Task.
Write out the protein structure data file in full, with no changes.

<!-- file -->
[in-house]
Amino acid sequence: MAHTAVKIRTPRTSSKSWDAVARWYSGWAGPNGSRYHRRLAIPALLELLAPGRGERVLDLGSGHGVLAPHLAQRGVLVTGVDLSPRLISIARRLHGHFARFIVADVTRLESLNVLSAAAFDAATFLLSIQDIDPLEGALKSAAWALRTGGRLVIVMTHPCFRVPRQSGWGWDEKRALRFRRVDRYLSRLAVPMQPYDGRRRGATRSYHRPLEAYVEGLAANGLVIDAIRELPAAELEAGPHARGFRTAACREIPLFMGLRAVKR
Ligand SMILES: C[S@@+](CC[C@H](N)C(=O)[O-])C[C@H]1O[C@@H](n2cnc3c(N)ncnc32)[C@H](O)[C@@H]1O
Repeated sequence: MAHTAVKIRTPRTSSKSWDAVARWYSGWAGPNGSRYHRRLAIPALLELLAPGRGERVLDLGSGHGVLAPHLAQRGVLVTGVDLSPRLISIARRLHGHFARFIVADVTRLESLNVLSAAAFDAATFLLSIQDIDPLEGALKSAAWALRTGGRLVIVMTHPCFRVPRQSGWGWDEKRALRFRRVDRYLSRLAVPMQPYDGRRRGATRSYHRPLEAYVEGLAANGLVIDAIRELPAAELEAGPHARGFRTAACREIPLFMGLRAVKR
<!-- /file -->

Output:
[in-house]
Amino acid sequence: MAHTAVKIRTPRTSSKSWDAVARWYSGWAGPNGSRYHRRLAIPALLELLAPGRGERVLDLGSGHGVLAPHLAQRGVLVTGVDLSPRLISIARRLHGHFARFIVADVTRLESLNVLSAAAFDAATFLLSIQDIDPLEGALKSAAWALRTGGRLVIVMTHPCFRVPRQSGWGWDEKRALRFRRVDRYLSRLAVPMQPYDGRRRGATRSYHRPLEAYVEGLAANGLVIDAIRELPAAELEAGPHARGFRTAACREIPLFMGLRAVKR
Ligand SMILES: C[S@@+](CC[C@H](N)C(=O)[O-])C[C@H]1O[C@@H](n2cnc3c(N)ncnc32)[C@H](O)[C@@H]1O
Repeated sequence: MAHTAVKIRTPRTSSKSWDAVARWYSGWAGPNGSRYHRRLAIPALLELLAPGRGERVLDLGSGHGVLAPHLAQRGVLVTGVDLSPRLISIARRLHGHFARFIVADVTRLESLNVLSAAAFDAATFLLSIQDIDPLEGALKSAAWALRTGGRLVIVMTHPCFRVPRQSGWGWDEKRALRFRRVDRYLSRLAVPMQPYDGRRRGATRSYHRPLEAYVEGLAANGLVIDAIRELPAAELEAGPHARGFRTAACREIPLFMGLRAVKR